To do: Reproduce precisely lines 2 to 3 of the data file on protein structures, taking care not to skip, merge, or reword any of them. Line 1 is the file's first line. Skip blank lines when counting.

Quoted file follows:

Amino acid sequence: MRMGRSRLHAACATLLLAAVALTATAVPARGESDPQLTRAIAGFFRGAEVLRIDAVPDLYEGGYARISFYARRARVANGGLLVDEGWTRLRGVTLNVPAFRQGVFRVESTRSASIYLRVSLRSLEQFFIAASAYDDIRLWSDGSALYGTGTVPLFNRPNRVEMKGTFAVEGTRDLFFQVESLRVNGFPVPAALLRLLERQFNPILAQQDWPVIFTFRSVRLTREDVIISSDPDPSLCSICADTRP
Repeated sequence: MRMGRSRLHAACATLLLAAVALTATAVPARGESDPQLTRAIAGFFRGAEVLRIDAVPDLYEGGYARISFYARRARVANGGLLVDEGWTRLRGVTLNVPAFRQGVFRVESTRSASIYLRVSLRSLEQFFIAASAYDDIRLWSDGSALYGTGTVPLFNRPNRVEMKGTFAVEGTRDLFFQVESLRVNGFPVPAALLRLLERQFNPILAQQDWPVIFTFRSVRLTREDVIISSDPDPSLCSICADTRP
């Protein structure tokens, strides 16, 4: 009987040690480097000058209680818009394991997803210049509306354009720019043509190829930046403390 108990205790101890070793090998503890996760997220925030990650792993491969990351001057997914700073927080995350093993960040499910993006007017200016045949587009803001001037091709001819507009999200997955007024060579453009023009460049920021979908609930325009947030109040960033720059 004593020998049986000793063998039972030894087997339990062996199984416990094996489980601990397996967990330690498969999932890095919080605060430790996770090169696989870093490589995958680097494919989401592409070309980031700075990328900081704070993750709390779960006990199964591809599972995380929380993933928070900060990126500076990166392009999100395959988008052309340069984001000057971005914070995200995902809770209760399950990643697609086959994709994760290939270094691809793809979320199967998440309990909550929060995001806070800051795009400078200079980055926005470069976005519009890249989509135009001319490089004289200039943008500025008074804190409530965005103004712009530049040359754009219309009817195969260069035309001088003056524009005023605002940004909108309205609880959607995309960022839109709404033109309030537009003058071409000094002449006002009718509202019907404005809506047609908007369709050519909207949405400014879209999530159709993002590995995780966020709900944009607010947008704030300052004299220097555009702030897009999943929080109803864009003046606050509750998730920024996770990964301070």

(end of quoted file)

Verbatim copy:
Repeated sequence: MRMGRSRLHAACATLLLAAVALTATAVPARGESDPQLTRAIAGFFRGAEVLRIDAVPDLYEGGYARISFYARRARVANGGLLVDEGWTRLRGVTLNVPAFRQGVFRVESTRSASIYLRVSLRSLEQFFIAASAYDDIRLWSDGSALYGTGTVPLFNRPNRVEMKGTFAVEGTRDLFFQVESLRVNGFPVPAALLRLLERQFNPILAQQDWPVIFTFRSVRLTREDVIISSDPDPSLCSICADTRP
């Protein structure tokens, strides 16, 4: 009987040690480097000058209680818009394991997803210049509306354009720019043509190829930046403390 108990205790101890070793090998503890996760997220925030990650792993491969990351001057997914700073927080995350093993960040499910993006007017200016045949587009803001001037091709001819507009999200997955007024060579453009023009460049920021979908609930325009947030109040960033720059 004593020998049986000793063998039972030894087997339990062996199984416990094996489980601990397996967990330690498969999932890095919080605060430790996770090169696989870093490589995958680097494919989401592409070309980031700075990328900081704070993750709390779960006990199964591809599972995380929380993933928070900060990126500076990166392009999100395959988008052309340069984001000057971005914070995200995902809770209760399950990643697609086959994709994760290939270094691809793809979320199967998440309990909550929060995001806070800051795009400078200079980055926005470069976005519009890249989509135009001319490089004289200039943008500025008074804190409530965005103004712009530049040359754009219309009817195969260069035309001088003056524009005023605002940004909108309205609880959607995309960022839109709404033109309030537009003058071409000094002449006002009718509202019907404005809506047609908007369709050519909207949405400014879209999530159709993002590995995780966020709900944009607010947008704030300052004299220097555009702030897009999943929080109803864009003046606050509750998730920024996770990964301070």